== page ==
Not sheepish, but individ-ewe-al (livredor) wrote,
Not sheepish, but individ-ewe-al

Christmas etc games

Over the present-giving season we (that is me and my partners and my OSOs' kids) gave and acquired lots and lots of new games as presents, so I shall try to write not too extensive reviews of some of the ones we've played.

  • We turned up at OSOs' in the evening of Christmas Day to find people playing Exploding kittens. I didn't actually join in, just watched the end of the game, but I formed a favourable impression. It looks like a good mix of silly and tactical, up there with Fluxx as a game that works well for slightly too many players in a silly mood. I'm not a huge fan of The Oatmeal, but the humour is less grating for a card game than for the actual comic.

  • Judith had My Little Pony Top Trumps in her stocking. This mainly reminded me that I hate Top Trumps, but it's making Judith happy, and it's not bad for number recognition and sight-reading.

  • ghoti gave [personal profile] jack Dixit. (The name of the game has earwormed me with a bit of Latin set to music which I can't place, but anyway.) It's one of those games which is only marginally a game, it's more like a creativity seed with a scoring framework. I often like those when they're done well, and Dixit is original and just lovely. It has some extremely beautiful and slightly surreal pictures, and you have to describe them ambiguously – you lose if you're too precise or too obscure. I played atrociously badly the first game through trying to be too clever, but I definitely want to come back for more. I think it might run out of replayability once a regular gaming group get to know the cards well, but that's a minor downside.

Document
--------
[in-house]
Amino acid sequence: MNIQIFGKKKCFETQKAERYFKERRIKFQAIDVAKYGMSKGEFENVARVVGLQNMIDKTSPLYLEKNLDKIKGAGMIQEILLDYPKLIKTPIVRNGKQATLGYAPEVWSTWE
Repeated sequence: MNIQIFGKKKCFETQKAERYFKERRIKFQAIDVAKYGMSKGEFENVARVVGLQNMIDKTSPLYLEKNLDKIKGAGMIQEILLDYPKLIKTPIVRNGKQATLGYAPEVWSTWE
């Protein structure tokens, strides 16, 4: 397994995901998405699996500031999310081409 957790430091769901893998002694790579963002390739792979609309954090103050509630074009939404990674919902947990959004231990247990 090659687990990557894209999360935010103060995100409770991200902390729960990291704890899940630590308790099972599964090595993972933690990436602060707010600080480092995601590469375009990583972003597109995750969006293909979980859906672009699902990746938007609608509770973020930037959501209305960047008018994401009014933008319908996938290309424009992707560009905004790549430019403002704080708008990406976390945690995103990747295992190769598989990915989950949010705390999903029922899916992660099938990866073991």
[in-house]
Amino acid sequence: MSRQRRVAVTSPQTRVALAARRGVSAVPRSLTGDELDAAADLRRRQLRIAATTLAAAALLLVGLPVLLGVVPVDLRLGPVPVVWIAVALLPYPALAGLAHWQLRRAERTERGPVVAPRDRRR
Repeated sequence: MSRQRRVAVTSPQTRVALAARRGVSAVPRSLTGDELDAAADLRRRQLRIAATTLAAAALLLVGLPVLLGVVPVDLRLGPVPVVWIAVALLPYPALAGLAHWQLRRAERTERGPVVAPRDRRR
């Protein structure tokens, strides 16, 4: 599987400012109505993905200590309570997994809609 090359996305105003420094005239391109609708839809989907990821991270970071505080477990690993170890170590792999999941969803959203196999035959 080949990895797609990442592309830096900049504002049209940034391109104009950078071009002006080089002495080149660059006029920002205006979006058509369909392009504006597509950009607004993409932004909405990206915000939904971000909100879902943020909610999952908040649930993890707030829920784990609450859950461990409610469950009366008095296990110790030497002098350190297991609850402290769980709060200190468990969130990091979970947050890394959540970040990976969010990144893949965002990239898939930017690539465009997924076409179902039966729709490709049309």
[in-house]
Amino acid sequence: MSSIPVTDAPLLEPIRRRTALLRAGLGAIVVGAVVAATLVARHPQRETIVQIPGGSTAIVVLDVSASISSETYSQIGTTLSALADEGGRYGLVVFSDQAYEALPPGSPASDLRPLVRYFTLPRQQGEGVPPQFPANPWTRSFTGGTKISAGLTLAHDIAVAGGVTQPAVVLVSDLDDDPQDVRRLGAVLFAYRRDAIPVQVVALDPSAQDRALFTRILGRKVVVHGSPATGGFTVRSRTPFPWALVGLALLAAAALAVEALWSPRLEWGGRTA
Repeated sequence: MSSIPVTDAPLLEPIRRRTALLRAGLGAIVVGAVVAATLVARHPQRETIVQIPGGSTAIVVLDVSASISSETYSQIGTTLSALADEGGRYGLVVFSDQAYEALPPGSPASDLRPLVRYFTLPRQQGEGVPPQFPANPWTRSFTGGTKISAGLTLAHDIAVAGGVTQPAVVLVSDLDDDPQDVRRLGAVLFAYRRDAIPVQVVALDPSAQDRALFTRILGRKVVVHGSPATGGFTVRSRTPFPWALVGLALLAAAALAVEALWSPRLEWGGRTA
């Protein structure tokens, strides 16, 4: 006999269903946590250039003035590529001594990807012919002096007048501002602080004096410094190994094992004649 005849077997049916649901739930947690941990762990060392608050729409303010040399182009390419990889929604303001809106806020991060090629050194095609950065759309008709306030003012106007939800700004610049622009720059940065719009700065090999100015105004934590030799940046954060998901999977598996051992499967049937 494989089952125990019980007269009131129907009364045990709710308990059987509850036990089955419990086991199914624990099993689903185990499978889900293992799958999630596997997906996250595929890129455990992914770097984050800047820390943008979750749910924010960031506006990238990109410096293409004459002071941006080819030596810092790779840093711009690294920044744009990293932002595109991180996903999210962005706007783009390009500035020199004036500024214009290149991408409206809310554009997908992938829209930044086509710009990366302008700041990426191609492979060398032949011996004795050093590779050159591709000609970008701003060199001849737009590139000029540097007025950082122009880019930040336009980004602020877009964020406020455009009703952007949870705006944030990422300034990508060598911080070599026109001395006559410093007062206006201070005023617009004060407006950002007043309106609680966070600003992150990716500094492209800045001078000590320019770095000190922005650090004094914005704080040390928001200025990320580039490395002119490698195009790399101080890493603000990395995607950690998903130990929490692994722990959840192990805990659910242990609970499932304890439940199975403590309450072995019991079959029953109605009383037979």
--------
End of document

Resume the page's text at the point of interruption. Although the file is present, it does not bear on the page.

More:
• We really shouldn't have started Smash Up as late as we did that evening, but my goodness it's a fascinating game, and the more so now that OSOs have acquired a bunch of expansions for Christmas ([personal profile] jack gave Judith the Pretty Pretty expansion, cos it has ponies, kitties and princesses. She's carefully keeping it separate from her family's main collection so that she can take it with her when she leaves home...) It's not totally unlike Magic:The Gathering, but takes itself a lot less seriously, and I love the way the game changes from one turn to the next. The biggest problem I have with it, and I don't think that's only because we were too tired to play properly, is that it's really quite hard to see what's going on with all the bases when they're spread over the table. [personal profile] jack and I were noodling around whether it's the kind of game that would work well augmented by a smartphone app, so that all the players had a quick reference to the state of the table without having to read something upside-down at the other end of the table. The cards are really well written, but that means that the exact wording is often vital to game-play.

  • Boxing day is for opening boxes with new games inside (this is a lie, but it pleases me to believe it). [personal profile] jack and I had a go at The Harbor expansion for Machi Koro, ghoti having given me the base game for our anniversary. It's a somewhat different mechanic, in that the marketplace consists of ten piles of cards which are replenished by drawing randomly from a large deck, as opposed to a fixed set of cards in the base game. I think that works pretty well, because it limits how much it's possible to win massively by building up sets of cards that stack almost too powerfully in the base game.